That figure excludes money for hospitals as well as services in New York City, whose UJA-Federation of Jewish Philanthropies, ranks as the largest recipient of government funds in the Jewish community.

The New York federation receives $2.45 billion a year, reflecting 62 percent of its budget.

As large as the numbers are, the actual dependence on government dollars “could be two times higher” than the study reflects, said Diana Aviv.

Some funds, through welfare programs such as Supplemental Security Income, go directly to recipients who spend much of it on services provided by Jewish charities, she said.

The survey only analyzed government dollars going directly to federations or their constituent agencies.

Jewish officials also caution that many states match federal contributions. If the federal budgets are cut, many states are expected to follow suit, thereby increasing the overall loss of government funds.

In addition, the study only includes government dollars to hospitals and nursing homes that receive allocations from their local federations.

Most Jewish-supported agencies serve Jews as well as non-Jews, but the overwhelming bumber of beneficiaries are Jewish, officials say.

Federations estimate that more than 70 percent of those who seek help are Jewish. In some communities, officials say more than 90 percent of service recipients are Jewish.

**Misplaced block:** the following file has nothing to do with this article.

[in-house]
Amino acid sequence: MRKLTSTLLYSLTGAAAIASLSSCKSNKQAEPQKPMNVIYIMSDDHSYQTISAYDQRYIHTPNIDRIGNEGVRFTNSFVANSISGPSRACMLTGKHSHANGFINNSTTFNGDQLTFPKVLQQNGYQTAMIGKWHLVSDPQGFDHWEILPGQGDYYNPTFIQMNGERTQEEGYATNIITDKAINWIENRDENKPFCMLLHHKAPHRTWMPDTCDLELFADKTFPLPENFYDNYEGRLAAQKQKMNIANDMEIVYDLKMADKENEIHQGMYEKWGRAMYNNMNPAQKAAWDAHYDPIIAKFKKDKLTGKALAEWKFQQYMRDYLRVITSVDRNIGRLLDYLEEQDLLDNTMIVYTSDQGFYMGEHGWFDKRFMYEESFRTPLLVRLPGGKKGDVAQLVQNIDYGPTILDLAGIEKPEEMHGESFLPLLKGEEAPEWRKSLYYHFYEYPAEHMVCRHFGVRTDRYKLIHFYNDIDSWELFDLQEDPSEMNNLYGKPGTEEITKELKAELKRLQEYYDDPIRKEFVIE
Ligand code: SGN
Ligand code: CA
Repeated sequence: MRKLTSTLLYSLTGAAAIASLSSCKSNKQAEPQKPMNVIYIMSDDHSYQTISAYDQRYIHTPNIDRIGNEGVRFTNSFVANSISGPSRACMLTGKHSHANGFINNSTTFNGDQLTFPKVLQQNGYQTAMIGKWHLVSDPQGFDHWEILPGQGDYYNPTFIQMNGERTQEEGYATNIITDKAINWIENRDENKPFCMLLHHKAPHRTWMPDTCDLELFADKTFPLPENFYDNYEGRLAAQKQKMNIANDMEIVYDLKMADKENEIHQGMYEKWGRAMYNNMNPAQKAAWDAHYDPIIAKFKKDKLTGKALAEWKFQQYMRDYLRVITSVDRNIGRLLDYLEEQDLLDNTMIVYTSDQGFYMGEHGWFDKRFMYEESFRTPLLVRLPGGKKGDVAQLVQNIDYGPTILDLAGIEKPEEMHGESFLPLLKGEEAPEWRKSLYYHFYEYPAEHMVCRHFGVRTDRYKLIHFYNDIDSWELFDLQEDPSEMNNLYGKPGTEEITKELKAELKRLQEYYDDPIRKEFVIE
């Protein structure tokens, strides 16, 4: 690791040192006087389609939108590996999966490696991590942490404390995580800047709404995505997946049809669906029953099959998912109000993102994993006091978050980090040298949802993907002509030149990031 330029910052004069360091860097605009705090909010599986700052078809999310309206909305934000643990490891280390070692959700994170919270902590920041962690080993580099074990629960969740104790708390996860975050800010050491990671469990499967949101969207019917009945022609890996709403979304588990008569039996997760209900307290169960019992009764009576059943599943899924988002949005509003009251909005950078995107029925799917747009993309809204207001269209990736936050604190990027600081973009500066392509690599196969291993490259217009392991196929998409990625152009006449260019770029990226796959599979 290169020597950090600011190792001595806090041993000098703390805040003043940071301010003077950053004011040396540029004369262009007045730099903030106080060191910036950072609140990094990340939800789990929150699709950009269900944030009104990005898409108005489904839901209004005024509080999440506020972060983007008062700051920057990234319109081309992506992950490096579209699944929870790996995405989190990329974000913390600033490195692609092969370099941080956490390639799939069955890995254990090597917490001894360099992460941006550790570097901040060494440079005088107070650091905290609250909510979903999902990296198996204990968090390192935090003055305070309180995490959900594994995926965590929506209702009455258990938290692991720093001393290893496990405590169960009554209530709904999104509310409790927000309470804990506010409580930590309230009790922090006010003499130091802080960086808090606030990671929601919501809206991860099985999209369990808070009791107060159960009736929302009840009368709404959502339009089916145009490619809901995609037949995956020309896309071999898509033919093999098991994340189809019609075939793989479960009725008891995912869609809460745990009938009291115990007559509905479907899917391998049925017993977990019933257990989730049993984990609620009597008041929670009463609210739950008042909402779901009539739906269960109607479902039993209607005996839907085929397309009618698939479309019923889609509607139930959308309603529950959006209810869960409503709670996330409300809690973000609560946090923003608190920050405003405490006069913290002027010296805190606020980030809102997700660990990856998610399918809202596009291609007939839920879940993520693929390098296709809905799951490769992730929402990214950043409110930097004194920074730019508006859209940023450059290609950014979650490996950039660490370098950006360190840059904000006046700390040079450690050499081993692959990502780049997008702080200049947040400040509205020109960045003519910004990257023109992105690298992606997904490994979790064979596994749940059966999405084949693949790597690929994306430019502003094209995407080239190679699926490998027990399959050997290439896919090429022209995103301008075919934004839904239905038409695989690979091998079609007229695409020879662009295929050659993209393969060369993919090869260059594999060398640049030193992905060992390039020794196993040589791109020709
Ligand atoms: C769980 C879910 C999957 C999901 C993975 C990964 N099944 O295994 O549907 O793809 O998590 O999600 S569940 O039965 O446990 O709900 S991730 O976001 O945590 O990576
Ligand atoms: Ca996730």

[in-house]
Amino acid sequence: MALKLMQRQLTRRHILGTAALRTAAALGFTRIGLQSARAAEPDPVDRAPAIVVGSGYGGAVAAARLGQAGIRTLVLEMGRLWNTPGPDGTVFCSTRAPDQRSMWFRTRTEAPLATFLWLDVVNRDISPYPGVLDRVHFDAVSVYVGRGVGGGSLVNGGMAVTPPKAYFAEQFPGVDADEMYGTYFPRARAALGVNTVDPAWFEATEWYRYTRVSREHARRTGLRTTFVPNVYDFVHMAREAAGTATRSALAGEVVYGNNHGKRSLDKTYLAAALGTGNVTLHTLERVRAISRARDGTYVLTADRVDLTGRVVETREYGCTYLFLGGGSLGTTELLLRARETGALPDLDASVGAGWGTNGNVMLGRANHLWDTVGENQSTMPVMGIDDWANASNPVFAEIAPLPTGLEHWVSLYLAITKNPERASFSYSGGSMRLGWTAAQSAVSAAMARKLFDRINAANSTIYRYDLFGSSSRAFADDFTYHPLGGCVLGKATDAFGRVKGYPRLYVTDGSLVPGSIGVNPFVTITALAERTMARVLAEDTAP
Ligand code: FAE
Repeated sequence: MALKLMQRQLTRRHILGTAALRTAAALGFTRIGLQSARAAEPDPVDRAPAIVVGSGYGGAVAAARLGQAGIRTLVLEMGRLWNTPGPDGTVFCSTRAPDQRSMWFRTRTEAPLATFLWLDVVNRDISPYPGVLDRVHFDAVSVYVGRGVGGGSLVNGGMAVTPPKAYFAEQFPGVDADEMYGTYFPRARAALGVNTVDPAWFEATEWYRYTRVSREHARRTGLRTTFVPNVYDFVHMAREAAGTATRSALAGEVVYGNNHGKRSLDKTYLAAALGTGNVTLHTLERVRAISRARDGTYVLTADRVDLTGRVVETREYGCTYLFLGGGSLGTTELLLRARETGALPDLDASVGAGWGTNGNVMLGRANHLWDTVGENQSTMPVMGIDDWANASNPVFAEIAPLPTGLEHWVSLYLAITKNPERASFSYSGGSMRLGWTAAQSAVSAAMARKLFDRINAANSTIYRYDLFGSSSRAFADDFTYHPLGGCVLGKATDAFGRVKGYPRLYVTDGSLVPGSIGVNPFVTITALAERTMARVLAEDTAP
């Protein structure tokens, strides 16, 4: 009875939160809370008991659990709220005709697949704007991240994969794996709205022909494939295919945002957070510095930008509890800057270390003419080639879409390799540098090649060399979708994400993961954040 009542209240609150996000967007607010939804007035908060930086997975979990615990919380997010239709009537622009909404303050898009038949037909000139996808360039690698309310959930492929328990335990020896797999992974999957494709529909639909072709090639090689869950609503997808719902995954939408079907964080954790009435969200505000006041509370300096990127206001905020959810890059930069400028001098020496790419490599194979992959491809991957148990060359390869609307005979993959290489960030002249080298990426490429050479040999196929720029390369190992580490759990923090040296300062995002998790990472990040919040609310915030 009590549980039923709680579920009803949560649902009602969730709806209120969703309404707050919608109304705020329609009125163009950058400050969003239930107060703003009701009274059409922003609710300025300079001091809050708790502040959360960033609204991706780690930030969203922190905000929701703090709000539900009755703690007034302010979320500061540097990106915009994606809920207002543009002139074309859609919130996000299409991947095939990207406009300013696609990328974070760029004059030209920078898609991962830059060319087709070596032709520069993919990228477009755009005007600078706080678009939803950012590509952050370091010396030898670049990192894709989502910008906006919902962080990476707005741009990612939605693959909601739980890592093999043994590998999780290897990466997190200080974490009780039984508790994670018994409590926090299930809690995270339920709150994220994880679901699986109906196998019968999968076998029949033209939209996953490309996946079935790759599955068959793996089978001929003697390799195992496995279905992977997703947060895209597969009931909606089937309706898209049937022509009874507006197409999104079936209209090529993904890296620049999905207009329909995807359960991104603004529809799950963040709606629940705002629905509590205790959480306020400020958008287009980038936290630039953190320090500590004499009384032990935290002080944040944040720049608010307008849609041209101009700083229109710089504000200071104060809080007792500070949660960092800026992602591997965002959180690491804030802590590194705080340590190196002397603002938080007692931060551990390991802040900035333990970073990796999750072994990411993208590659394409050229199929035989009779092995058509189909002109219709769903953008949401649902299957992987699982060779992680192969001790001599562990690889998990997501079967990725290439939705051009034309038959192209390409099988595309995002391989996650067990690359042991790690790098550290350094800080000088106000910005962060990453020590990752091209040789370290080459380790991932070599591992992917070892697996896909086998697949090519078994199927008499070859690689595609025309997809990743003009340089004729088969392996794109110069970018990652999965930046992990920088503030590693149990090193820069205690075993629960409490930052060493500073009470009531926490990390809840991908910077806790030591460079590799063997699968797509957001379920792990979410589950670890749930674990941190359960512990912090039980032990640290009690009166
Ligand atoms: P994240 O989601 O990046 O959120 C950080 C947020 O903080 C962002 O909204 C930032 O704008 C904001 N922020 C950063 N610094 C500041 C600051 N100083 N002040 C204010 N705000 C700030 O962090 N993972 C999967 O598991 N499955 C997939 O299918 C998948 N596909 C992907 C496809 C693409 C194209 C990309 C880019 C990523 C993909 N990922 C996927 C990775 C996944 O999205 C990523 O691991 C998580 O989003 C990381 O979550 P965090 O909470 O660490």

Government regulations prevent some service providers from tracking the religion or ethnicity of their clientele.

Among the agencies that would be most affected are the federation-supported Jewish vocational services, which receive $135 million in governments funds, 77 percent of their budgets, and the Jewish family service agencies, which receive about $134 million a year, representing 61 percent of their budgets.

In New York, the Jewish Board of Family and Children’s Services gets 82 percent of its $80 million annual budget from public sources, said Paul Levine, the agency’s associate executive vice president.

The New York agency is the largest not-for-profit mental health and social service provider in the country, according to an agency spokeswoman.

Many factors contribute to the fact that the Jewish community receives more government funds on average than other not-for-profits.

According to Aviv, the higher funding levels are a result of the disproportionately large share of older Jews among the American Jewish population.

“Most services to elderly are cash heavy,” Aviv said, referring to Medicaid, Medicare and other government-funded social service programs.

Aviv also said the greater contributions are a result of the Jewish community’s inherent success in winning government grants and dollars.

In addition, federal refugee resettlement programs add to the coffers of Jewish agencies.

Although the actual refugee programs feed only about $46 million per year into the Jewish communal system, refugees can access other federal monies for services the federations and their agencies provide.

And even though they hope to stave off some federal cutbacks, federations will face a choice in the coming years, according to the report: Cut back services or raise more money.